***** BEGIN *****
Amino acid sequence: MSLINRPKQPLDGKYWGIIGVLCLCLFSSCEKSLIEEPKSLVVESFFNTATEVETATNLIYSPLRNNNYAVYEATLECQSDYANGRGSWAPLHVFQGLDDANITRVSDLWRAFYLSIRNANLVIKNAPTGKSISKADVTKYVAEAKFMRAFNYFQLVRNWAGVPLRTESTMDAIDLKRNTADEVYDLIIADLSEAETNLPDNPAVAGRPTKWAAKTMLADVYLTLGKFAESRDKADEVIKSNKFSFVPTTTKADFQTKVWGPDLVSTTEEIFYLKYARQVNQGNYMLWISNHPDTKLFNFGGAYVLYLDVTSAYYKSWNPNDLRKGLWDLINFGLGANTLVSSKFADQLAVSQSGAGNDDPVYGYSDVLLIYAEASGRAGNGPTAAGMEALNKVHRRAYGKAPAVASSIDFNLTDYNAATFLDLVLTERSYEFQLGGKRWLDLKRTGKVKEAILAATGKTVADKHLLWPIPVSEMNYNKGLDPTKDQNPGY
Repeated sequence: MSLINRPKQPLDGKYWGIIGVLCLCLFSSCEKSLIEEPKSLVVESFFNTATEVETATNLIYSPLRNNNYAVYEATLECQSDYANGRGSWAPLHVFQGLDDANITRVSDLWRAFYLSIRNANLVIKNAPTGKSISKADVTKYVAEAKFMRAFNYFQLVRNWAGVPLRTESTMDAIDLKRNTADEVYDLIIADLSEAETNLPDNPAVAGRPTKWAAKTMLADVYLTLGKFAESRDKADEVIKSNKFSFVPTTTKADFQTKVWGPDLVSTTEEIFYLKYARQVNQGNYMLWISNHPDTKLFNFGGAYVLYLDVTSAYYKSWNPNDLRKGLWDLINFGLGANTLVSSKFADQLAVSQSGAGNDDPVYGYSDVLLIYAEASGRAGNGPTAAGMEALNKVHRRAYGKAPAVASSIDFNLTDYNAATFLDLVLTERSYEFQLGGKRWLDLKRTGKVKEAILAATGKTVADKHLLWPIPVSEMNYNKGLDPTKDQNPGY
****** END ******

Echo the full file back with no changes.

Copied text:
Amino acid sequence: MSLINRPKQPLDGKYWGIIGVLCLCLFSSCEKSLIEEPKSLVVESFFNTATEVETATNLIYSPLRNNNYAVYEATLECQSDYANGRGSWAPLHVFQGLDDANITRVSDLWRAFYLSIRNANLVIKNAPTGKSISKADVTKYVAEAKFMRAFNYFQLVRNWAGVPLRTESTMDAIDLKRNTADEVYDLIIADLSEAETNLPDNPAVAGRPTKWAAKTMLADVYLTLGKFAESRDKADEVIKSNKFSFVPTTTKADFQTKVWGPDLVSTTEEIFYLKYARQVNQGNYMLWISNHPDTKLFNFGGAYVLYLDVTSAYYKSWNPNDLRKGLWDLINFGLGANTLVSSKFADQLAVSQSGAGNDDPVYGYSDVLLIYAEASGRAGNGPTAAGMEALNKVHRRAYGKAPAVASSIDFNLTDYNAATFLDLVLTERSYEFQLGGKRWLDLKRTGKVKEAILAATGKTVADKHLLWPIPVSEMNYNKGLDPTKDQNPGY
Repeated sequence: MSLINRPKQPLDGKYWGIIGVLCLCLFSSCEKSLIEEPKSLVVESFFNTATEVETATNLIYSPLRNNNYAVYEATLECQSDYANGRGSWAPLHVFQGLDDANITRVSDLWRAFYLSIRNANLVIKNAPTGKSISKADVTKYVAEAKFMRAFNYFQLVRNWAGVPLRTESTMDAIDLKRNTADEVYDLIIADLSEAETNLPDNPAVAGRPTKWAAKTMLADVYLTLGKFAESRDKADEVIKSNKFSFVPTTTKADFQTKVWGPDLVSTTEEIFYLKYARQVNQGNYMLWISNHPDTKLFNFGGAYVLYLDVTSAYYKSWNPNDLRKGLWDLINFGLGANTLVSSKFADQLAVSQSGAGNDDPVYGYSDVLLIYAEASGRAGNGPTAAGMEALNKVHRRAYGKAPAVASSIDFNLTDYNAATFLDLVLTERSYEFQLGGKRWLDLKRTGKVKEAILAATGKTVADKHLLWPIPVSEMNYNKGLDPTKDQNPGY